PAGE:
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What is the Shelf Life of Car Tires?

There is a shelf life to car and truck tires. Even when a tire is not being used, the rubber will weaken and crack over time due to environmental conditions, and just simply the age of the rubber materials. Over the years, many have experienced the unpleasant situations that arise when a car tire blows unexpectedly, either on the highway traveling at high speeds, or out in the middle of no where while taking a trip.

Many tire experts have come forward to say, and one British tire company even issued warning statements to their consumers, that tires that are ten years old or more should be replaced, whatever the obvious wear and tear may appear to be, or not to be. And for tires that do not get regular use, such as spare tires, they should be replaced every six years, again regardless of the wear on the tread. In the past years, there have been lawsuits pursued in the United States alone, wherein in tire problems have caused major car collisions. One man stated that while he had not driven his antique vehicle for eleven years, and the tires had been new, he hit a small bump on the road and found himself and his car spinning down the street. He stated that the tires on his vehicle looked just fine, and appeared to be in perfect condition.

In the United States, the tire industry has even stepped up to say that it is more than just the shelf life that must be considered. For even if the date of manufacture is on the tire, the conditions in which that tire is stored will play a key role in just how well the materials will remain safe and viable. Many people too, they state, will get the wrong impression about the tires they are using on a day to day basis. For safety’s sake, the mileage should always be considered when considering the purchase of new tires. That, and the regular driving habits of the owner and the environmental conditions in which the tire is used on a daily basis. Tire maintenance is extremely important as it is one of the key safety features of one’s vehicle, and due attention must be paid to ensure that continued safety on the road.

4 thoughts on “What is the Shelf Life of Car Tires?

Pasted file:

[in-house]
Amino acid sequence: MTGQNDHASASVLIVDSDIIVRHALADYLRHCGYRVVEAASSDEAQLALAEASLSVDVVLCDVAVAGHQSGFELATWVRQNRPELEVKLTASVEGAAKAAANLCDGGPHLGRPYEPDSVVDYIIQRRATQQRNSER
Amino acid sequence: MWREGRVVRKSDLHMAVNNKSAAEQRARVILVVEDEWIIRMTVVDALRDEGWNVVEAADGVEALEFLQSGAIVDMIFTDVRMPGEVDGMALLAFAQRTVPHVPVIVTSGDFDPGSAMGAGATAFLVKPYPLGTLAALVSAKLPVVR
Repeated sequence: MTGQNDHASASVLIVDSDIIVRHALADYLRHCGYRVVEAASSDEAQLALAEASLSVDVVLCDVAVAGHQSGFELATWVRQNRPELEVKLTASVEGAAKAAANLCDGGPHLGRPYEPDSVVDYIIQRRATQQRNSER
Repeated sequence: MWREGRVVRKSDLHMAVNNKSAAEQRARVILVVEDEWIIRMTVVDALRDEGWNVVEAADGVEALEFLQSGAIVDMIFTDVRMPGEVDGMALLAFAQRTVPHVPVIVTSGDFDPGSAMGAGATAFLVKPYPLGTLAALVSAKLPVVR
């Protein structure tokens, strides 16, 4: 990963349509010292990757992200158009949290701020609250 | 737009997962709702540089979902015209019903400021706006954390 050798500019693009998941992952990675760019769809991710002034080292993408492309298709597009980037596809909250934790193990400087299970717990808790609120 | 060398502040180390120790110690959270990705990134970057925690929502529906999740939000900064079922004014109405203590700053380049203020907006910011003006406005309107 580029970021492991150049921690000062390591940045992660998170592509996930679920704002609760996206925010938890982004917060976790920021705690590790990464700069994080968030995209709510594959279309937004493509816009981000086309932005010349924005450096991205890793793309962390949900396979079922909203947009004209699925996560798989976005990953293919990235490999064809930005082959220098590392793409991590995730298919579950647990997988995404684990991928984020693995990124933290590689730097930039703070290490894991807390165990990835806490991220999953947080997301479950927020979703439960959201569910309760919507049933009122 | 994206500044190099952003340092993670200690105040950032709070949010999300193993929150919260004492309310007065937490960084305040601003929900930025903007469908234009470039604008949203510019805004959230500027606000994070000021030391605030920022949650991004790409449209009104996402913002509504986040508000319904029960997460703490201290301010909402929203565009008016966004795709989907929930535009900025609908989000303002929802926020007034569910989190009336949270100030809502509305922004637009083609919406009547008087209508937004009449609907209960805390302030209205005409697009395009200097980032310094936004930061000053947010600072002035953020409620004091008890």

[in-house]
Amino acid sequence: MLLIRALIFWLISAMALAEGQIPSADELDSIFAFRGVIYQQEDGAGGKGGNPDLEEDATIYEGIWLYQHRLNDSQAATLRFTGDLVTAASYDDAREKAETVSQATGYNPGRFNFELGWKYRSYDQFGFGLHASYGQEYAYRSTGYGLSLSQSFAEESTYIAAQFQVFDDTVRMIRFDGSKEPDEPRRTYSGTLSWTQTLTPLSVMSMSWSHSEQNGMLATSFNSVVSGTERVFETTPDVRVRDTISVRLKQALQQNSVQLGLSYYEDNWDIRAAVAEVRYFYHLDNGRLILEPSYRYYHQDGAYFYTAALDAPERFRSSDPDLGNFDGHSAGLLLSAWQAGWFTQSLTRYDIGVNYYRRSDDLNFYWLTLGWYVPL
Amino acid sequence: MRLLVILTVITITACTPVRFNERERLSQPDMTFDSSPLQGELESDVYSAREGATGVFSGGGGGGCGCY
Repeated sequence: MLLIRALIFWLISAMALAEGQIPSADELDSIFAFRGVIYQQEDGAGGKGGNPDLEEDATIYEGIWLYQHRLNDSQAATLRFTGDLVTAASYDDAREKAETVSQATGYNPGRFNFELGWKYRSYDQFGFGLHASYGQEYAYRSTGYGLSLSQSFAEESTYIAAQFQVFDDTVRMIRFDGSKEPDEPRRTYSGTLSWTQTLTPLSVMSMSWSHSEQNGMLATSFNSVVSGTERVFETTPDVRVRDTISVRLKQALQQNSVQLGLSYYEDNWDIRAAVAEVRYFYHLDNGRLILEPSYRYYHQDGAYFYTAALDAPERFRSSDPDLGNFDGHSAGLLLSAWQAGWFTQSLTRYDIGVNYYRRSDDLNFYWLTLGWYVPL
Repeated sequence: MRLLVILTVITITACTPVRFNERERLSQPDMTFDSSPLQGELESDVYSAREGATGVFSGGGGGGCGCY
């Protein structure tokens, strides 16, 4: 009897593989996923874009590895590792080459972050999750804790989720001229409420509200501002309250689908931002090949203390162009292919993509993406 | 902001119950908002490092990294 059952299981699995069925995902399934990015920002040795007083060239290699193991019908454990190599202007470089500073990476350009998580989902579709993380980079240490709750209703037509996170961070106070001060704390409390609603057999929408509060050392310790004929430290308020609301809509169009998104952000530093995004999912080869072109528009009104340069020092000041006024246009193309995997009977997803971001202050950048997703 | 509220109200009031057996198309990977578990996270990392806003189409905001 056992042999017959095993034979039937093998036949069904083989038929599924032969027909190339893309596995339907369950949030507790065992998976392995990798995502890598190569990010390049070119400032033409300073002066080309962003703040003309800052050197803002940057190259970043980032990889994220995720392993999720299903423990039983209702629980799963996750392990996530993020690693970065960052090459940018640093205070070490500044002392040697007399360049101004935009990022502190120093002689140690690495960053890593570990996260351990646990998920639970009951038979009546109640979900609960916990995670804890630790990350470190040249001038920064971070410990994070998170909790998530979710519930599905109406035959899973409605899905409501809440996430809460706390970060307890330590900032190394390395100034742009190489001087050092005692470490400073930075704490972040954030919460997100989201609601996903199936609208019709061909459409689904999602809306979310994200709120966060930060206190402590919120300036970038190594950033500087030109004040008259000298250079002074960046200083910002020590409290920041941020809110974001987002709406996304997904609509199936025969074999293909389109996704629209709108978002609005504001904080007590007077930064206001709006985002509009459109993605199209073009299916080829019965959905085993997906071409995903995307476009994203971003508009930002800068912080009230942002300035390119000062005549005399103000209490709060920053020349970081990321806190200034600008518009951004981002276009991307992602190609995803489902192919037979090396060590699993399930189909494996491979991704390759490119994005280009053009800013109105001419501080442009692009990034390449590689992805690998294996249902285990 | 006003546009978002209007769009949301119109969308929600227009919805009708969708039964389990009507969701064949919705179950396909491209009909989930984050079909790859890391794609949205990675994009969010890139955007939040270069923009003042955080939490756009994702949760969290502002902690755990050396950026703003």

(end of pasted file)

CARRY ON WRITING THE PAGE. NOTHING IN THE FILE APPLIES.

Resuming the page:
1. just how long should a tire sit on a shelf before you buy it.just what is to long

  2. Good article but it was missing some information I would like to have.

    1. Where is the manufacturer’s date?
    2. Is there some kind of formula or guideline for evaluating your tires? Some graph that relates miles used with manufacturing date?

  3. In September I was sold a set of 4 tires that are 10 years old. I only found out when I took one in to repair a flat. The tire shop I brought it to for repair would not fix it because they said it was too old. The date of mfg is found on the outside of the tire after the DOT stamp there is a series of 4 numbers. The first two give the week the tire was made, and the last two the year. The new tires I bought in September 2014 have a stamp of 2304. This is the most heinous act I have ever encountered. I could have been killed driving those old pieces of crap. I have a 2005 Mazdaspeed Miata, and I drive it hard.

  4. The reason no tire company will ever state an official expiration date is because that truly can vary from months to virtually forever.

    The rubber in the tires does break down and become brittle over time. This is true. However, it does NOT do that all by itself. Air exposure, polution, sunlight, humidity (or lack there of), load, and temperature where they are being stored are all factors that degrade the rubber. By limiting these factors, the tires can potentially last forever on a shelf.

    When mounted to a car that is in storage or just parked, it is very hard to limit these factors of degradation. But in a wearhouse, protected from the elements, it’s quite possible for tires to be nearly uneffected for many years.

    When storing any plastic or rubber products, the best way is to put them in vaccuum bags and store them in a dark cool room. Do tire stores do this? No. But they could, and you can too in your own home. That’s exactly how I store mine in the garage, and they are free of any signs of aging after many years.

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